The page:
Long lines, closed shops as shutdown hits gridlocked Capitol Hill

The first government shutdown since 1996 meant long security lines, closed coffee shops and limited food options for staffers on Capitol Hill on Tuesday.

And those were the employees lucky enough to be deemed “essential” and go to work.

Thousands of unessential employees stayed home, with uncertainty over whether they’ll receive back pay for an unexpected vacation at home.

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For lawmakers, the shutdown meant closed private dining rooms and fewer support staff. Workers who run the elevators during votes, for example, were among those furloughed starting Tuesday.

Long security lines stretched outside the House and Senate office buildings Tuesday morning, as each building was only allowed to have one door open because of reduced staffing.

A spokesperson for the U.S. Capitol Police noted that there were enough personnel on hand to ensure the safety of the complex. Entrances were closed, the spokesperson said, because less traffic was expected due to furloughed staff and canceled tours.

Lawmaker offices determined which workers were essential and employed, and which were unessential and at home.

Some offices — such as Sen. Tom Carper’s (D-Del.) — sent out notices to constituents to let them know about an interruption in services.

Carper noted that his state offices were closed. And with the majority of his staff furloughed, his office was unable to answer constituent phone calls or update his official website or social media platforms.

The Capitol building itself was quieter than normal.

The Capitol Visitor Center, which is usually packed wall-to-wall with tourists, was virtually empty, which just a few police officers on duty and some staffers milling around.

The National Statuary Hall and the rotunda of the Capitol, which sits under the dome, didn’t have the usual swarm of tourists snapping pictures. Instead, a few staffers scurried through on their way back and forth across the Capitol.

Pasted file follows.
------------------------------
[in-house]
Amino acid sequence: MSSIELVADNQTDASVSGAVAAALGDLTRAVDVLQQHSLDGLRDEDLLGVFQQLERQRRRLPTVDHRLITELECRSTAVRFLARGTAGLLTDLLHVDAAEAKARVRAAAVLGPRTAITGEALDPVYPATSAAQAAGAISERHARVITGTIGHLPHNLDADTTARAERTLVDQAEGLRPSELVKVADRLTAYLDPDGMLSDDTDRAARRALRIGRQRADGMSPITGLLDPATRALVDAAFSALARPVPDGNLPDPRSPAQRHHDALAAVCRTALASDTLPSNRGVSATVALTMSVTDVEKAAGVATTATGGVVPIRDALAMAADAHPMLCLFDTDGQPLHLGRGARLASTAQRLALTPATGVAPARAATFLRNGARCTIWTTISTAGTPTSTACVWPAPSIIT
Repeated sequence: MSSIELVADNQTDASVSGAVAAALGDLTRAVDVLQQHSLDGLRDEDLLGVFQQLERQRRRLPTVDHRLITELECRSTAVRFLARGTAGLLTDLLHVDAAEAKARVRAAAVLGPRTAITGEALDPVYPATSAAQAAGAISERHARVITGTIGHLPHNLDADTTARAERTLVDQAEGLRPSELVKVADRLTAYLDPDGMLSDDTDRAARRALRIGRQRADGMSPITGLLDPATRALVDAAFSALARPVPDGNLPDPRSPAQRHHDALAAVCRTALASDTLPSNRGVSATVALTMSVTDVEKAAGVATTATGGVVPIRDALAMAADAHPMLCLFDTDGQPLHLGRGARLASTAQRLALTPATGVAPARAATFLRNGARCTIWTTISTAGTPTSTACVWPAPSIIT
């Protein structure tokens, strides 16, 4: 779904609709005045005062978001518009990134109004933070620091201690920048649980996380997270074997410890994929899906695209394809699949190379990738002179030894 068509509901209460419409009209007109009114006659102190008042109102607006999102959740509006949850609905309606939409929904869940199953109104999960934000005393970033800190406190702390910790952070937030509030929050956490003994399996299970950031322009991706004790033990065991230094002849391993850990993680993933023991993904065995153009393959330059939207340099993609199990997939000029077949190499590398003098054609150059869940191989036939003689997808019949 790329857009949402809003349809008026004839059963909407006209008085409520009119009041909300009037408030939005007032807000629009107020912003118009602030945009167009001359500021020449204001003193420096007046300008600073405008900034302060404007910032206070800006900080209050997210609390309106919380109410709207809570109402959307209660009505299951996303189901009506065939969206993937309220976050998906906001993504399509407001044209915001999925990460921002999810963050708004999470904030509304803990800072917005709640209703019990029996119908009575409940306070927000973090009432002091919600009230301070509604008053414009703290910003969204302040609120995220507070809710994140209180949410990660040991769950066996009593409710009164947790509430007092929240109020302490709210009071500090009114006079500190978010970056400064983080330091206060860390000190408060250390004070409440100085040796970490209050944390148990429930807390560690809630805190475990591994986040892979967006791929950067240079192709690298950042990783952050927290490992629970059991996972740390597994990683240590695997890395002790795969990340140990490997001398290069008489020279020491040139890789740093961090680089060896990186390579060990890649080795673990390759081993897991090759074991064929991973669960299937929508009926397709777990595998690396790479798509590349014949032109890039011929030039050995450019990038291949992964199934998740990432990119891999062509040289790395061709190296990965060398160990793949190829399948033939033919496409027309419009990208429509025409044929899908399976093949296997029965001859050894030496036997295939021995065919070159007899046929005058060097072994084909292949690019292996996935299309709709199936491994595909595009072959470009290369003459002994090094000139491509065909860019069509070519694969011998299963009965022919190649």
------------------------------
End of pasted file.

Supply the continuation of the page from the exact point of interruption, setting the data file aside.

Senate pages — the unpaid high school students who attend classes and run errands — were still working in the Senate complex.

The Senate subways running between the Capitol and the Senate office buildings were still moving, albeit with fewer passengers. On the House side, only one subway was running between the Capitol and the House office buildings.

Staffers had to do without The Creamery, a popular coffee shop in the Longworth House Office building that was closed for the shutdown. On the Senate side, the Senate Coffee Shop was shuttered.

Java was available at the Longworth Cafeteria and at Cups, a popular coffee shop on the Senate side run by private contractors.

But the Dirksen Cafe, a popular eatery in the Senate, was closed along with several dining options on the House side that closed early Tuesday afternoon.

In the Senate Carry-Out, a small eatery in the Capitol basement, most of the customers were members of the U.S. Capitol Police on their breaks.

A few protesters were seen outside the Capitol building. One held a sign “Do your job so I can do mine” while another sign read “Fed up Fed.”

Six House hearings scheduled to take place on Tuesday were canceled or rescheduled but three Senate hearings went on as planned.

However, a Senate Committee on Homeland Security and Governmental Affairs hearing on the Navy Yard shootings was postponed.

More hearing casualties appear to be coming, as lawmakers settle in for what could be a weeks-long shutdown. A Senate Agriculture Committee hearing scheduled for Thursday has already been postponed.

Receptions planned on Capitol Hill, including one hosted by the Italian ambassador to showcase Italy’s wines, were canceled.

While the Capitol Dome’s light stayed on after the shutdown began, the Capitol’s official Twitter account was inactivated.

“Due to a lapse in government funding, this account will not be active until further notice,” it said.

The big questions for furloughed staffers are how long will the government be shutdown, and will they receive back pay for the missed work.

Federal workers received back pay after the shutdowns in the 1990s, but it is unclear if that pattern will be repeated given today’s political environment, where many GOP lawmakers are unsympathetic to federal workers.

While lawmakers will be paid no matter what happens with the shutdown, furloughed staff planning mortgage and rent payments could be in a pitch.

Dozens of House members late Monday proposed legislation that would ensure full, retroactive compensation for furloughed employees.

The Federal Employee Retroactive Pay Fairness Act would make sure all non-essential federal workers affected by the shutdown receive their pay later. It requires the approval of both chambers, however, which could be a tough climb.

The uncertainty might have been put best by Rep. Charlie Rangel (D-N.Y.) as he left the House chamber shortly after 1 a.m.

“Good night, good morning, whatever.”

Pete Kasperowicz and Talia Mindich contributed to this story.